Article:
LCS Previews

Posted: 10/12/2013 by levcohen in Baseball
Tags: , , ,

Again, I’m a day late, as game one between the Los Angeles Dodgers and St. Louis Cardinals is already over. It’s still not to late, though, to preview that series and the ALCS, which is what I’ll do.

St. Louis Cardinals vs. Los Angeles Dodgers:
The Cardinals took a 1-0 series lead at home against the Dodgers last night, and it was a great, 13 inning game that took nearly five hours to complete. None of what we saw last night changed what I was thinking before the series. A number of things we saw confirmed what we already knew:
1. Carlos Beltran, who drove in all three Cardinal runs including the walk-off in the 13th and also had an outfield assist in the 10th inning, is a great playoff player and a force to be reckoned with. His career playoff slugging percentage is now a nice .750.
2. Despite being saddled with a no decision, Zack Greinke was pretty darn good. He gave up just four hits in eight innings while striking out 10. I’m pretty confident that he can get a win in his next playoff start, in either game four or five (four if the Dodgers are facing elimination, probably five otherwise).
3. The Cardinals rely on rookie pitchers, who happen to be very good. Joe Kelly matched Greinke for six innings, giving up just two runs, and three rookie Cardinal relievers pitched nerve-wracking innings (rookies got outs 1-18 and 20-30 for the Cardinals). All in all, rookies (Kelly, Sean Maness, Carlos Martinez, Trevor Rosenthal) got 29 of the 39 outs, and finished with this line: 9 and two thirds innings, seven hits, two runs, four walks, eight strikeouts. Pretty good.

The fact that this game went 13 innings is especially important given that game two is today at 4:00 Eastern. Both bullpens got a lot of work, so expect both managers to push their starters as far as possible. And given that Clayton Kershaw’s pitching, that’s advantage: Dodgers (although Michael Wacha is no slouch himself).
Believe it or not, I still like the Dodgers to win this series. I’m more confident in their hitters and their big-2 starting at least three more games in all likelihood is very encouraging and hard to argue with. The Cardinals have a sizable bullpen advantage, but the Dodgers do have an electrifying closer in Kenley Jansen (I can totally see Jansen closing out game seven of the World Series), so if Kershaw, Greinke, and Hyun-Jin Ryu (and I’m not discounting Ryu because of one stinker he put up in the Division Series; he had a 3.00 regular season ERA, which is good enough for me) can pitch deep into games, I like the Dodgers in Seven. This game did reiterate one thing, and that is that the series is going to be super close and go down to the wire.

Boston Red Sox vs. Detroit Tigers:
I was right on three of the four LDS series. I correctly predicted the Dodgers-Cardinals showdown, and I thought the Red Sox would take part in the ALCS. But I didn’t think that the Tigers would be here, and they very nearly aren’t. In their tense, five game series, I was really only impressed with two Tigers players, but they were the two that mattered the most: Max Scherzer and Justin Verlander. Especially Verlander, who became the second player ever to have consecutive playoff starts with no runs allowed and 10 strikeouts. The first was Sandy Koufax. Verlander had a down year, but I guess he was just saving himself for the playoffs, and it worked. So if you assume that Verlander is back, it can be argued that their top two of he and Scherzer is the best in baseball, better even than Kershaw-Greinke. I said that Kershaw-Greinke would be tough to argue with, and Verlander-Scherzer is too. But I’m still going to do it.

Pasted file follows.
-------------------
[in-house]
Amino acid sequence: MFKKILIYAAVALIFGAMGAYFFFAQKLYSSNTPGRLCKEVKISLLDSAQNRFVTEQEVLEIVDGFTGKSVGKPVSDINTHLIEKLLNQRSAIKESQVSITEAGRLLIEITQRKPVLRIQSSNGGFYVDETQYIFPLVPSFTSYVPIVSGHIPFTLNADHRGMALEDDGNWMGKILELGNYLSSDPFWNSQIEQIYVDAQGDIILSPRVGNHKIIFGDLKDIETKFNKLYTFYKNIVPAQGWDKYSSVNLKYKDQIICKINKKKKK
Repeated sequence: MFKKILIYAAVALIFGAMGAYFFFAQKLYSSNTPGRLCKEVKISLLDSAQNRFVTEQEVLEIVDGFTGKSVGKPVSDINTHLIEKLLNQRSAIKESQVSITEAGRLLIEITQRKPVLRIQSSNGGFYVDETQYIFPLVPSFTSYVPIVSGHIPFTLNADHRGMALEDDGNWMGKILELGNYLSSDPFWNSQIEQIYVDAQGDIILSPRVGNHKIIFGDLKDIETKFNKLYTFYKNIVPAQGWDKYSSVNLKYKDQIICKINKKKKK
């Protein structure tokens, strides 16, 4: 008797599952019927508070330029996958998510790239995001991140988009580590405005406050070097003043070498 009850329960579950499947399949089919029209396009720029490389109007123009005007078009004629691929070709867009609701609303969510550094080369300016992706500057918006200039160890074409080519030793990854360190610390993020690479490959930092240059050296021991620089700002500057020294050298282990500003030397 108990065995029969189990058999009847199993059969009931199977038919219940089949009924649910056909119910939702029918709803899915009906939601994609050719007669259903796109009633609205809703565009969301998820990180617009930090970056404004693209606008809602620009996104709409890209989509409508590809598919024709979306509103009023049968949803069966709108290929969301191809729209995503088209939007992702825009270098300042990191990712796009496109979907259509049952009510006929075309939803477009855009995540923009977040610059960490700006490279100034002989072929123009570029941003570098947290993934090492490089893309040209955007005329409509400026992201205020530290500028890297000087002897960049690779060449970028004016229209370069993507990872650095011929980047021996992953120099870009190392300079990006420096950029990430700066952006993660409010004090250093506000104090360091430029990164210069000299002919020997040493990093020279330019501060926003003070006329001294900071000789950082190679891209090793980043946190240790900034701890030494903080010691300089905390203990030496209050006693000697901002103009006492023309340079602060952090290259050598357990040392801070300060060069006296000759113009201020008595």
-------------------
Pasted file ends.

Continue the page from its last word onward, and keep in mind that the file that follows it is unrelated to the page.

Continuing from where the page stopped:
I said that the Tigers aces impressed me. The rest of the team? Not so much. And I’m mostly talking about Prince Fielder, Miguel Cabrera, Austin Jackson, and Torii Hunter. Going into this series, those were the four best hitters on the team, and Cabrera was the best player in baseball. But, before a homer in game five, he showed absolutely no power (probably due to a multitude of injuries that has him looking closer to 0% healthy than 50%, without even considering 100%). Even with the bomb, he had a .400 slugging percentage and .686 OPS in the ALDS, not even close to Miggy-esque. And the Athletics realized that. After walking 14% of the time during the regular season, he walked just once in 21 plate appearances. He isn’t the force he was in the regular season, and Detroit needs him to be. The four players I mentioned above were a combined 15 for 77, a .195 batting average. They walked just once each and had just two total extra base hits. Wrap your mind around this: The combined triple slash for the four elite Tigers hitters was… .195/.235/.247. The Red Sox pitchers have to be licking their lips.

As for the Red Sox, it was business as usual for them in the division series. They worked the count, forcing the Rays starters out early, walked 13% of the time, and outscored the Rays 26-12 in their 3-1 series victory. They had twelve extra base hits, a .390 on base percentage and a .414 slugging percentage (Detroit has eight extra base hits in one extra game with a .299 OBP and .321 SLG). And their pitching was pretty good, too, with a 3.03 ERA. The bullpen gave up two runs in 11 innings and had a 12:1 K:BB ratio.

If you couldn’t tell before, I think you can now. I’ll give Scherzer and Verlander a win each (although I think even they will be frustrated with the Red Sox tendency to force pitchers out of the game prematurely by running up the pitch counts), but the Red Sox will win this series in six games, setting up a juicy Sox-Dodgers World Series.

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